"The vegetation will provide a much better environment for the people living in the apartments, and electricity bills will be down by about 45%," according to director of the firm Milroy Perera, who adds that it wasn't easy to get to the point where construction could begin on the project.
"It took me five years to design it and then it was pretty difficult to convince the planning authorities that this could be done in Sri Lanka; there were 17 different approvals we had to get to start building," he explains. "Then, when we finally got approval, we couldn't find a client to finance it because they thought it would cost much more than a normal building, so I turned into an investor-architect."
In the end, though, according to Perera, the project only turned out to be 5-7% more expensive than a 'normal' apartment building and he expects to be able to recover the extra costs in three to four years thanks to electricity and water savings. Moreover, it's been worth it to create something "very different to anything else that has been designed in Colombo".
Elsewhere, in the Bangladeshi capital Dhaka, a pioneering new community project for 10,000 people called Shobuj Pata or 'Green Leaf', which will aim to balance density and efficiency with ecological sustainability, is also facing setbacks, and has been put on hold due to economic and political uncertainty.
It's hardly surprising that the project has proven challenging, given its sheer scale and ambition. It will comprise 2,300 dwelling units spread throughout 30 ten-storey buildings across a 32-acre site, featuring systems that collect and retain water as it arrives on site, limiting the community's dependence on the city's strained and polluted hydrological infrastructure, as well as potentially using a planted facade system to create "a micro-climatic veil" around the residential buildings.
"One of the reasons the city feels so overwhelmingly dense is the lack of any of the lush landscape otherwise found in the countryside," says Jaegap Chung, principal at JCI Architects, the Canada-based firm commissioned to design the community. "The challenge in this proposal is to enrich density by offering a quality of life different from current development models. Shobuj Pata aims to reintroduce this lushness to the urban condition.
"Comprised of indigenous trees, plants, and grasses, it will reconnect residents with the natural beauty of their country through a system of paths, parks, and open public space while creating a cooler micro-climate under the shade of large trees." Chung is hopeful the project will be revived in the next year to year and a half.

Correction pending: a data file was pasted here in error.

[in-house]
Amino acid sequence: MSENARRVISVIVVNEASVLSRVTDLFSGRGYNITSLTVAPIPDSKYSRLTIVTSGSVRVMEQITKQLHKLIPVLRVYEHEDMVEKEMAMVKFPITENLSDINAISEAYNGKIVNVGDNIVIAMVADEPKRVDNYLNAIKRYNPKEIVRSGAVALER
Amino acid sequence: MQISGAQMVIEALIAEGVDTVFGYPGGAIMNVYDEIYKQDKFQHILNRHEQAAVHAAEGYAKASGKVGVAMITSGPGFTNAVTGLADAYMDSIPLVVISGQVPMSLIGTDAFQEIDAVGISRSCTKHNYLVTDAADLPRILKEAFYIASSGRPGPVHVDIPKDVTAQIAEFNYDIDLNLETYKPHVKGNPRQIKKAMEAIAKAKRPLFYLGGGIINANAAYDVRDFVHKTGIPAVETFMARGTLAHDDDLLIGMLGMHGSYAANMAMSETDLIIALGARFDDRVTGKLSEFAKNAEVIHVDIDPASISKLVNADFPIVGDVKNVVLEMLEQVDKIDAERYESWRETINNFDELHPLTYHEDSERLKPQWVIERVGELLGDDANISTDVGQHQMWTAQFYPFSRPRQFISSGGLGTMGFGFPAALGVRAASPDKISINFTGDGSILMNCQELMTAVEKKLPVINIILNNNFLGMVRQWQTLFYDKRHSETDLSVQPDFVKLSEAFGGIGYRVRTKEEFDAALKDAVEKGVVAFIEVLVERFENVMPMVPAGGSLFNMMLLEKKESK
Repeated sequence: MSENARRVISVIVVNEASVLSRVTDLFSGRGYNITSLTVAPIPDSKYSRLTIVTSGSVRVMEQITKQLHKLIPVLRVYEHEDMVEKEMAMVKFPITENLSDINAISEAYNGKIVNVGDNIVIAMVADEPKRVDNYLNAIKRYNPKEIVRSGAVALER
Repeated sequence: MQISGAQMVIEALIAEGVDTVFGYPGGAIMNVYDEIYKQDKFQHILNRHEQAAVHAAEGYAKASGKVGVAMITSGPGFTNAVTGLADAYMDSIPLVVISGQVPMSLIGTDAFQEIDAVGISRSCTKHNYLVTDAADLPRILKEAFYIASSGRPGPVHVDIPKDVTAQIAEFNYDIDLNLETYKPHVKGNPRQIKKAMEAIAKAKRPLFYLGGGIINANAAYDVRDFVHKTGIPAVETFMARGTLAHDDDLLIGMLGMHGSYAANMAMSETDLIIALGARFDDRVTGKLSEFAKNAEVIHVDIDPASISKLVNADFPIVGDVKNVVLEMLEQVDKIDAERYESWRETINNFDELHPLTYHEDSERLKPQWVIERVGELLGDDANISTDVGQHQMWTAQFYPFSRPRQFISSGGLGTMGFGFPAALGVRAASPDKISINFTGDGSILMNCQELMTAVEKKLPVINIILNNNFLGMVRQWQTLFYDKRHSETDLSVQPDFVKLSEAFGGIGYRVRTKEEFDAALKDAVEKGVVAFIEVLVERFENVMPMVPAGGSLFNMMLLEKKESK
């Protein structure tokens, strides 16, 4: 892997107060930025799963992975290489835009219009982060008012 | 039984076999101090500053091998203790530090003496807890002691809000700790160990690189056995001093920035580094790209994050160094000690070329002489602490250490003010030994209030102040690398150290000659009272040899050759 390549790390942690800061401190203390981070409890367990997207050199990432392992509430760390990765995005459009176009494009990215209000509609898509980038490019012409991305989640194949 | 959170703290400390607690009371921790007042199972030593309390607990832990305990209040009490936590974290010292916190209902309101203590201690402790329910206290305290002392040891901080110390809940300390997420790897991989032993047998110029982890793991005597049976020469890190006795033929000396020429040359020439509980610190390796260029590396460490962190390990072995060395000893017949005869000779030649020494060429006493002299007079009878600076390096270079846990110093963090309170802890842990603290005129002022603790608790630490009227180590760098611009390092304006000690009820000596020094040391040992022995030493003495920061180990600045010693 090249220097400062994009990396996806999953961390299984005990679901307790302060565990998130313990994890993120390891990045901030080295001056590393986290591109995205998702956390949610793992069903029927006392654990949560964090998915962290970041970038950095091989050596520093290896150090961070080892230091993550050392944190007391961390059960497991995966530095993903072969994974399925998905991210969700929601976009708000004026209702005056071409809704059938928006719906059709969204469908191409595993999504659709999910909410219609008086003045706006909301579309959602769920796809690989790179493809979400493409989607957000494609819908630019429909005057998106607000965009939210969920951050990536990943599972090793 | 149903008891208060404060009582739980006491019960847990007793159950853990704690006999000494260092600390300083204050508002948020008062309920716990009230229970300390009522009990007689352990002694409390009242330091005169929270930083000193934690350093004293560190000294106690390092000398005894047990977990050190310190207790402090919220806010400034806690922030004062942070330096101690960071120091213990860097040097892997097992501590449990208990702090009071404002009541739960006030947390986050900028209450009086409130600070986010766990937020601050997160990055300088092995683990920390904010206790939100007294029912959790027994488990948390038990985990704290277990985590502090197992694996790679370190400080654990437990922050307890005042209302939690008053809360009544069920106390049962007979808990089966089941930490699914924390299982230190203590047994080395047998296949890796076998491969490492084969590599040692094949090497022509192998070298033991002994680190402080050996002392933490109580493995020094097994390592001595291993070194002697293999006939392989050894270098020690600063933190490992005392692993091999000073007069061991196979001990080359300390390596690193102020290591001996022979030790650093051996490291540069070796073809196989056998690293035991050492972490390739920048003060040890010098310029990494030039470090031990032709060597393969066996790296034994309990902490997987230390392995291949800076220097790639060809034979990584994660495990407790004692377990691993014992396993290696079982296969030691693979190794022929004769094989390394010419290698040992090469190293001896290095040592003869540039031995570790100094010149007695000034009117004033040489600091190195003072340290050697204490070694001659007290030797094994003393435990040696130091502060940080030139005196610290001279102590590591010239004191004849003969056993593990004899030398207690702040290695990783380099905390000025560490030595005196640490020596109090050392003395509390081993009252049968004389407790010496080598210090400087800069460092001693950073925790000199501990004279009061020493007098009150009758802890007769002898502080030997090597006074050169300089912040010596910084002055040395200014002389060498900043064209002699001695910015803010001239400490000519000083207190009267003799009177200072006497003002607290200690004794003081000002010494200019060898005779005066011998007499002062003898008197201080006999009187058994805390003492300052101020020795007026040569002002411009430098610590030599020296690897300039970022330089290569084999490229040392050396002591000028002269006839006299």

Clearly, the most cutting-edge green projects under development today are about far more than simply aesthetics, yet that doesn't mean, particularly for Yeang, that their design aspects should take a backseat. In contrast, figuring out what the new 'green' aesthetic should look like is one of his key current priorities.
"I think [these buildings] deserve their own aesthetic," he says. "When I was driving through Vancouver recently with a local architect, he pointed out two LEED Platinum buildings to the client, but the client remarked that they looked like any other building on the same street.
"I said a 'green' building should look green - it should be a mixture of organic with inorganic, it should be indeterminate, it should not be pristine, and it should look fuzzy and hairy. So that's what my work is about - trying to figure out what exactly a green building should look like, and it takes up an awful lot of my time."
Yeang is realistic, however, about the fact that it won't be easy to convince potential clients or indeed his own industry to really drive his 'fuzzy' style of ecological building design forward. "In the last five to ten years, people have become more open to my concepts, but before that it was extremely difficult," he remarks.
And he still faces challenges today. "Most architects don't have a background in ecology," Yeang explains. "They think achieving zero energy and zero waste and zero water is all there is to green design, but that's just engineering. You must see green design ecologically, in the context of the entire natural environment."
Nonetheless, the Malaysian architect-cum-ecologist is busier than he ever has been on projects everywhere from Bangalore to Chengdu, with no time even for 'a little kip', while Beatley has seen huge interest in his recently launched Biophilic Cities network - a collection of eight cities, including Singapore and San Francisco, striving to bring nature back into the urban landscape. "We're really promoting this idea globally," he says, "and we're getting lots of traction and interest from cities around the world."
So are hairy, indeterminate, ecological buildings the future of urban design? "It's anybody's guess really," Yeang says. "But if we don't do it, the whole world will become synthetic, inorganic and artificial. For me, it's just a good thing to do, but to quote Kermit the Frog from Sesame Street - 'It's not easy being green'."